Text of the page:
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Digital Doctors

More people are going online for health and wellness information than ever before – who can you trust?

As natural as the human body is in all of its aspects, facets and functions, we still have our hang-ups and vanities.

Studies show that most men and women, teens and children actually lie to their physicians, dentists and other health care providers, hiding embarrassing symptoms, exaggerating the care they take to stay healthy, and neglecting to ask difficult, health-related questions.

Often the only weapon our health care providers have to get us to confront health issues is the established routine – annual doctor checkups, visits to the dentist every six months, mammograms every three years until the age of 40 then one a year, annual prostate exams for men over the age of 40.

At the same time, health care resources are being stretched to their limits. Emergency rooms are being overrun with people who should be at their family doctor’s office, or with conditions that could have been easily treated weeks or months ago if patients didn’t take a "wait and see" approach.

There are long lineups to see health care specialists, such as nutritionists and experts on sleeping disorders, which also makes it difficult to get health information.

As a result of these issues, there is a growing dependence on the Internet, especially among young people, to answer health and wellness questions. According to a recent American survey, half of all Internet users turned to the Web for health related issues.

It’s anonymous, it’s accessible, it’s comprehensive, and it eases the burden on health care systems by giving patients a frame of reference to discuss and treat their health issues.

The problem is that there’s too much information out there already, from too many seemingly qualified sources. A lot of it is thinly disguised marketing, directing people with ailments towards particular cures or treatments, which can be dangerous without a doctor’s opinion.

For example, someone who wants to lose weight could be directed towards weight-loss pills. Someone with some kind of sexual malfunction could be directed towards diet information, or another kind of pill.

Web health was never meant to replace or circumvent the doctor/patient relationship, just make it easier for all the parties involved to communicate, and to help the public take preventative steps to ensure better overall health. One of the Internet’s most promising capabilities, one of its biggest potentials to benefit mankind has essentially been hijacked by for-profit groups.

How do you know what sites you can trust?

In the U.S., the American Accreditation Healthcare Commission, URAC, has taken on the extra task of reviewing existing health care Web sites, approving and accrediting sites that can be trusted.

Last week URCA released a list of 13 Web sites that met their 14 criteria, principles that were set in the interest of consumer protection, including privacy, security, quality of information, harmony of information, fairness of transactions, and professional conduct.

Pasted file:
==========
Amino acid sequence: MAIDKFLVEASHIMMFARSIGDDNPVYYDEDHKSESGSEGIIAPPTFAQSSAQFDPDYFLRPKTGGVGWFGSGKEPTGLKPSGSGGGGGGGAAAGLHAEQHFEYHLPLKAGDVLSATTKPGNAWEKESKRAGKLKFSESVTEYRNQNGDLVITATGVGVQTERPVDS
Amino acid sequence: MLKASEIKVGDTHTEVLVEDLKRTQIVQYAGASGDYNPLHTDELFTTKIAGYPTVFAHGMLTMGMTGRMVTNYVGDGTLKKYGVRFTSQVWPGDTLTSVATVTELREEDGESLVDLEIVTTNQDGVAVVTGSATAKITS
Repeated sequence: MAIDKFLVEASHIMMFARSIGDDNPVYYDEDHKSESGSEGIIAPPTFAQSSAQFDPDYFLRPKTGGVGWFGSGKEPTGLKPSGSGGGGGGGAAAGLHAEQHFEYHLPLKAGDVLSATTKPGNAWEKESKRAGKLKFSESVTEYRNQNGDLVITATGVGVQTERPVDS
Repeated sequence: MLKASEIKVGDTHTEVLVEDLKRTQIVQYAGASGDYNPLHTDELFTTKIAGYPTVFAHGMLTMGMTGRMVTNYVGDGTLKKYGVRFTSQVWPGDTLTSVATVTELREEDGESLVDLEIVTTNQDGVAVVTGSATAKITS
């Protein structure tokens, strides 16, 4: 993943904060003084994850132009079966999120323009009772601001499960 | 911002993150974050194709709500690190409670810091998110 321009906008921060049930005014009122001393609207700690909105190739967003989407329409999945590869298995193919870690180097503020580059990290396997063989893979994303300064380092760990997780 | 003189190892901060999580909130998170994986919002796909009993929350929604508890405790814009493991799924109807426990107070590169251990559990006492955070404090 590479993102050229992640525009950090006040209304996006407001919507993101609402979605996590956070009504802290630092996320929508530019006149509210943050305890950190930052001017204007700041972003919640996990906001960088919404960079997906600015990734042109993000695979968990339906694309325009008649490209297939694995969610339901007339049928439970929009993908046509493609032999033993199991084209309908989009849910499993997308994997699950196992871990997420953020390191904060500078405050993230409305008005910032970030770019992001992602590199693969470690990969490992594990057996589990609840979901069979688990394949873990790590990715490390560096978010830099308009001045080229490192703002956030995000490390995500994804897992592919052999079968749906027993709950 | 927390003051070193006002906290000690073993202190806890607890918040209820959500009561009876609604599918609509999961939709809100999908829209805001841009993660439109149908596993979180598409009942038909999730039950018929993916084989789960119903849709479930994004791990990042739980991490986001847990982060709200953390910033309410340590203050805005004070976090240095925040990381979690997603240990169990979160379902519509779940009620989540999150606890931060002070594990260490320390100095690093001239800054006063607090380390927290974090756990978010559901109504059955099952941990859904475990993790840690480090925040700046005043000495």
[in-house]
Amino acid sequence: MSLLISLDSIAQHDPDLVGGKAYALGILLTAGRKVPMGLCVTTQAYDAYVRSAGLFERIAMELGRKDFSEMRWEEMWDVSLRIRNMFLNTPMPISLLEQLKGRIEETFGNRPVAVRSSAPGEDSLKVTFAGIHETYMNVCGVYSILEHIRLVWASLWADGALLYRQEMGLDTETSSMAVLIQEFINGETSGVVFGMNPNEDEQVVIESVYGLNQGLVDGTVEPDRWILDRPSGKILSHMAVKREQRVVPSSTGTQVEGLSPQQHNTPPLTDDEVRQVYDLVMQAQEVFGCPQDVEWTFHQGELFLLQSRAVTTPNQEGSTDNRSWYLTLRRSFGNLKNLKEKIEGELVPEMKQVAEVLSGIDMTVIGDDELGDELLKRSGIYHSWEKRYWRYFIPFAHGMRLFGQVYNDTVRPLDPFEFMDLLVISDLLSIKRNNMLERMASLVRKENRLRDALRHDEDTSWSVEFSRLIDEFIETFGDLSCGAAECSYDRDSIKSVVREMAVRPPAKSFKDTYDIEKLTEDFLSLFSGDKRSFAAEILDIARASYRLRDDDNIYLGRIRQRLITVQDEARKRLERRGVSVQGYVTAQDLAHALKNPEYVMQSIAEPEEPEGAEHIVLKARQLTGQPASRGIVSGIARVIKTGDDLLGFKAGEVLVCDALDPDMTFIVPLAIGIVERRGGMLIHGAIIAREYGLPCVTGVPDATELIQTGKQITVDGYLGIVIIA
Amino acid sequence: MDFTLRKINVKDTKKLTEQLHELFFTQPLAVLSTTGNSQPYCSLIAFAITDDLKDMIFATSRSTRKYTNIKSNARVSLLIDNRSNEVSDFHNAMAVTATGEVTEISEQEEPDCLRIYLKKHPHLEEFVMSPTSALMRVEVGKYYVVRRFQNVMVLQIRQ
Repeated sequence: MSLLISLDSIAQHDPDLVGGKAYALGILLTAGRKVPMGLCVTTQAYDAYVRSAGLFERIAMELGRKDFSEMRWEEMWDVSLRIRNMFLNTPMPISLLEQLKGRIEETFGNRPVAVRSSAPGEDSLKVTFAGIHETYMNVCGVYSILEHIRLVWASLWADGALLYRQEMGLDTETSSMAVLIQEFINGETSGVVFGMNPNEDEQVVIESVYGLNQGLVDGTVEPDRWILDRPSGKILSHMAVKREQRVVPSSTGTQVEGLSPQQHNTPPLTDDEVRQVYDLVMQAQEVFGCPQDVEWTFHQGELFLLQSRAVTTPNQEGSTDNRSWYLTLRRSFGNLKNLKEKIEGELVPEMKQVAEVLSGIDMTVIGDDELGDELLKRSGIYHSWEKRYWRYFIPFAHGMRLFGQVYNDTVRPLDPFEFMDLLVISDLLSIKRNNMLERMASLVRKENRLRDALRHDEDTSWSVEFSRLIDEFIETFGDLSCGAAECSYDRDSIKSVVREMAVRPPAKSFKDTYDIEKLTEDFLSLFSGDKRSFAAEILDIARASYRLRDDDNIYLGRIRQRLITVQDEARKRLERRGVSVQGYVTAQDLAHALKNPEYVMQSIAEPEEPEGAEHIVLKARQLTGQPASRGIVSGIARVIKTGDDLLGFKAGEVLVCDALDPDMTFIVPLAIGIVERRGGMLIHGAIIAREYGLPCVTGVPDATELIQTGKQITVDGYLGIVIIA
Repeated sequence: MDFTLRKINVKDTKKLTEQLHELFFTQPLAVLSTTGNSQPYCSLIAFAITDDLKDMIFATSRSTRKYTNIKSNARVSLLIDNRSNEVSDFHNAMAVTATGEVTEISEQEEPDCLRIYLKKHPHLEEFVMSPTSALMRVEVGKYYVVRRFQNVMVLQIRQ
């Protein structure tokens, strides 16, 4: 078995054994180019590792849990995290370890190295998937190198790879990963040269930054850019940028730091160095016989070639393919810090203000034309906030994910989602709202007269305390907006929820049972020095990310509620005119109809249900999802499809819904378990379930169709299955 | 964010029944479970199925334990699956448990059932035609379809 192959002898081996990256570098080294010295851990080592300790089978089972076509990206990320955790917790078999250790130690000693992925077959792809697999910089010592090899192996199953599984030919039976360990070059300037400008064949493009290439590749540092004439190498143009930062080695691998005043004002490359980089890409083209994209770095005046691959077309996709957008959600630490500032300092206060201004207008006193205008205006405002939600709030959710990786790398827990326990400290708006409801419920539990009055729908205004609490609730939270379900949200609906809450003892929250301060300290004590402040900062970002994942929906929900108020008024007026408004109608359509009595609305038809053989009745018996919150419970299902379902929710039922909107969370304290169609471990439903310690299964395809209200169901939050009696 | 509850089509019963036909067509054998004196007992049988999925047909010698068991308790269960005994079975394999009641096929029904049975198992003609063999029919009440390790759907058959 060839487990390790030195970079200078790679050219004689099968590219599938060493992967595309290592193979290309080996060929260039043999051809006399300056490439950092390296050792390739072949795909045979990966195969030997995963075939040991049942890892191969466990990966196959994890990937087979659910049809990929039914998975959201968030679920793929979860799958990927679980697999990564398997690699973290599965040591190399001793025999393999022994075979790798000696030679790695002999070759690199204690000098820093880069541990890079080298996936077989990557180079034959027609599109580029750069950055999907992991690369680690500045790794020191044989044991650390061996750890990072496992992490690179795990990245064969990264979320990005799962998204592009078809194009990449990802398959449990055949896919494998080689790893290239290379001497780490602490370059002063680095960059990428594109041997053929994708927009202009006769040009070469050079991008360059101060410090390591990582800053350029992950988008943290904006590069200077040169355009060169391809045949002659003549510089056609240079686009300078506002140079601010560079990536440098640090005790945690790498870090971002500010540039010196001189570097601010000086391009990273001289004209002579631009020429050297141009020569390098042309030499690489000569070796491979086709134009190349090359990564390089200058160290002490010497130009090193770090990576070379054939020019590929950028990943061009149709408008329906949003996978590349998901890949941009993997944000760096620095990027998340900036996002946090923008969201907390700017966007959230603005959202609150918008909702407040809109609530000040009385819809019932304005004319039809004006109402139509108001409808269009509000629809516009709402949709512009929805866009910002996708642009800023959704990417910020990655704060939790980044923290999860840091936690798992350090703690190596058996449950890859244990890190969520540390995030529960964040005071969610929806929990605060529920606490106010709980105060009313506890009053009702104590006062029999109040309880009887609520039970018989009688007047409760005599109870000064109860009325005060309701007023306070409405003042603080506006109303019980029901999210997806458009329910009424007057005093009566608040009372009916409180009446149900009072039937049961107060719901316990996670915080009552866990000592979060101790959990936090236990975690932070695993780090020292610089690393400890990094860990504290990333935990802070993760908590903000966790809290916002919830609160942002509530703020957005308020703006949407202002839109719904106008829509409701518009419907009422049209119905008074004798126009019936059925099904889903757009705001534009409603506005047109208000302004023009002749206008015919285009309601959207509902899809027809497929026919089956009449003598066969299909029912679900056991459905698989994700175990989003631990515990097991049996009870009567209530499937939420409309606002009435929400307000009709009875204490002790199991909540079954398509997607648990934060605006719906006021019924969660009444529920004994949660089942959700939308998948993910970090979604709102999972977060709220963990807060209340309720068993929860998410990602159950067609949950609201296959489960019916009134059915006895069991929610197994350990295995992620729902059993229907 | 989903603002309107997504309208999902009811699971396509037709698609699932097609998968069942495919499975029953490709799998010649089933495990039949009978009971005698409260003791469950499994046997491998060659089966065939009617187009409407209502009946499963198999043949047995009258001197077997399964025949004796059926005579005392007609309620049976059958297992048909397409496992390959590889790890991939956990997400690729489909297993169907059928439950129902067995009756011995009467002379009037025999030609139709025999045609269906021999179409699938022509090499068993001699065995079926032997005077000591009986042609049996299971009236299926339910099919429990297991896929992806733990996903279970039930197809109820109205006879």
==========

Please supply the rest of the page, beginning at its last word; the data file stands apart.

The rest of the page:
The sites that made the grade are:

A.D.A.M. at – A.D.A.M. publishes the Health Illustrated Encyclopedia, as well as books on anatomy. It also supplies other health Web sites with images and information.

Healthyroads at – This site is by the American Specialty health Networks, and covers a wide range of topics and cures that are outside the mainstream, with articles on health issues like vegan diets, back pain, stress and arthritis.

Group Health Incorporated at – GHI is a not-for-profit health insurance company based in New York state. They also supply general information on health and wellness.

Hayes OnHealth at – Hayes provides independent health care information to help consumers make informed medical decisions. You can’t get in, however, unless your health insurance company directs you there for a second opinion.

Health Insurance Association of America at – The HIAA helps to direct consumers towards insurance programs that can benefit them, and creates and maintains standards within the health insurance industry.

HealthHelp: Information and Beyond at – HealthHelp administrates radiology services for health insurers.

HealthWise at – Healthwise monitors and recommends perscription-strength information to doctors and consumers.

Intelihealth at – Intelihealth is consumer-oriented, guiding the public to information by the Harvard Medical Schools on illnesses and health. This site features a "Symptom Scout," where you can enter information about your illness and receive a list of possible ailments. It also features a medical dictionary, a summary of tests and procedures, fitness information, and literally dozens of other information services.

Veritas Medicine at – This site provides information for doctor’s, evaluating the different treatment options and providing the clinical trials reports available on a comprehensive list of cures.

LaurusHealth at – LaurusHealth is a comprehensive hub for health information, including health news and information and guides to illnesses and conditions, pharmaceuticals, medical tests, and self-help resources.